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The Kremlin Is Reportedly Abandoning Its Red Square Concert to Celebrate the Annexation of Crimea

Putin addresses the crowd in Red Square in 2015. Kremlin Press Service

That large concert in downtown Moscow celebrating the annexation of Crimea isn’t happening this year, according to the TV station Dozhd. The city is reportedly moving the festivities to another location, or perhaps canceling the show altogether. 

Following personnel changes in Putin’s administration, the authorities want to avoid the traffic congestion and excessive “officialdom” of past celebrations, three sources told Dozhd.

For the past two years, Moscow has staged a grand concert on March 18 to mark Crimea’s reabsorption into Russia. More than 100,000 people have filled Red Square, where popular musicians perform, and Vladimir Putin addresses the crowd. Last year, the president didn’t make it in person, appearing instead by satellite link, in a video beamed from Crimea.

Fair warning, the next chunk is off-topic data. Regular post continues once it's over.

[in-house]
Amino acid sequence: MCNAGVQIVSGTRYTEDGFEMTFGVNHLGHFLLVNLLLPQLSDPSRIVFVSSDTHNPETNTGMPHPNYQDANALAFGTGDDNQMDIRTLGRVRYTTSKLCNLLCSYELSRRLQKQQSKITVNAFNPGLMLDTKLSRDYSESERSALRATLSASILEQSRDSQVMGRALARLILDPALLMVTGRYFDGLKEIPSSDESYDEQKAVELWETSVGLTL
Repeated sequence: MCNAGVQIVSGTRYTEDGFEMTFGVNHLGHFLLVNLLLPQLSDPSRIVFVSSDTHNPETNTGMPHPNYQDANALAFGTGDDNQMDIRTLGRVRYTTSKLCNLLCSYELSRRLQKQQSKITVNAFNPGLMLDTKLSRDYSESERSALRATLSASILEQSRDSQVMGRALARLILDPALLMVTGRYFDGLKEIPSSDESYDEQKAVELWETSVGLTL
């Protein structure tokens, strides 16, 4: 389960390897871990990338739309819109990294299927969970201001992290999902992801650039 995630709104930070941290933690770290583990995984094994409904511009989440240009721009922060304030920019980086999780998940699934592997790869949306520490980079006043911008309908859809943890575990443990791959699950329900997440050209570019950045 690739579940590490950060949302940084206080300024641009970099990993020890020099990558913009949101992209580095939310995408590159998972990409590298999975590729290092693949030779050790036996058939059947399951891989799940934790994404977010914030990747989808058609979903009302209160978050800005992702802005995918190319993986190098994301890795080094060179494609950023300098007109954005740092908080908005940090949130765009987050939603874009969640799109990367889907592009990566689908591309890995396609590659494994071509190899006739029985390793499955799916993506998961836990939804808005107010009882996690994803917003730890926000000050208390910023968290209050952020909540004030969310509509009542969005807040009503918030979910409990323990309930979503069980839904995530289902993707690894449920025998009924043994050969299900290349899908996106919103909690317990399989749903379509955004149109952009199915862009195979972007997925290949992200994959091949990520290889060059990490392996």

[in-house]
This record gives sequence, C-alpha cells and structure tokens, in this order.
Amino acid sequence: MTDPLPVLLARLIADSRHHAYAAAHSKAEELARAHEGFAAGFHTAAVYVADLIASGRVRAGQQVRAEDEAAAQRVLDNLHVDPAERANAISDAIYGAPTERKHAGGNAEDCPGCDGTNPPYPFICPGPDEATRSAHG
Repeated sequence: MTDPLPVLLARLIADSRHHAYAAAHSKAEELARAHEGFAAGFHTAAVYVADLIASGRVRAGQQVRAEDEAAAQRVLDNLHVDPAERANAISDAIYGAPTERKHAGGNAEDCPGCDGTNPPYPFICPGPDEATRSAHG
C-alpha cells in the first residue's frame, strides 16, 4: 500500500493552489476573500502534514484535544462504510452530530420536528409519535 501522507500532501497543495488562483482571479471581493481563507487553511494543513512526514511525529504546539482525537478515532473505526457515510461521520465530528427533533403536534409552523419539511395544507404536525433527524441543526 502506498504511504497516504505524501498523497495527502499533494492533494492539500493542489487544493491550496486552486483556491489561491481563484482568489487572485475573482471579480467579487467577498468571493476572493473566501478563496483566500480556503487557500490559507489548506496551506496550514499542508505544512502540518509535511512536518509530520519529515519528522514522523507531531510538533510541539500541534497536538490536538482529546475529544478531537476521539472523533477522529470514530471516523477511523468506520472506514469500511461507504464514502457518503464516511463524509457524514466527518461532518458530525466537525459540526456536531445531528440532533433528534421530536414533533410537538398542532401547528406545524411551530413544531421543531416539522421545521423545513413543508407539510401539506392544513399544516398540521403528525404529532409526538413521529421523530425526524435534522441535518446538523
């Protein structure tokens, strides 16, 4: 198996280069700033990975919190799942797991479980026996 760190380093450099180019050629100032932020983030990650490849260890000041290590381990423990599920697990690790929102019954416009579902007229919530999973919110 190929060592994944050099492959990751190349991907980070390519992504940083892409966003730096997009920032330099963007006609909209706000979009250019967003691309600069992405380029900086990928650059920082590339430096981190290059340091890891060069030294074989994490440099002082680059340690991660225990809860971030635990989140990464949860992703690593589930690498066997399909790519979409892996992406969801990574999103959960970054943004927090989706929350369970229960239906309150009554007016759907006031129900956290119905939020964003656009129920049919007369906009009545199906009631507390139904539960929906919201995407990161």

On the condition of anonymity, three sources — one in the Kremlin, one close to the mayor’s office, and another close to the State Duma — told Dozhd that this celebration scheme is being abandoned this year as too costly and too orchestrated by the state.

Dozhd says there will probably still be a concert this year, but it won’t likely take place in central Moscow. Expect future festivities to be less organized and involve more young people, sources told the TV station. Kremlin officials have reportedly been talking to student groups at Moscow State University, which could become the new epicenter for celebrating the annexation of Crimea, Dozhd says.

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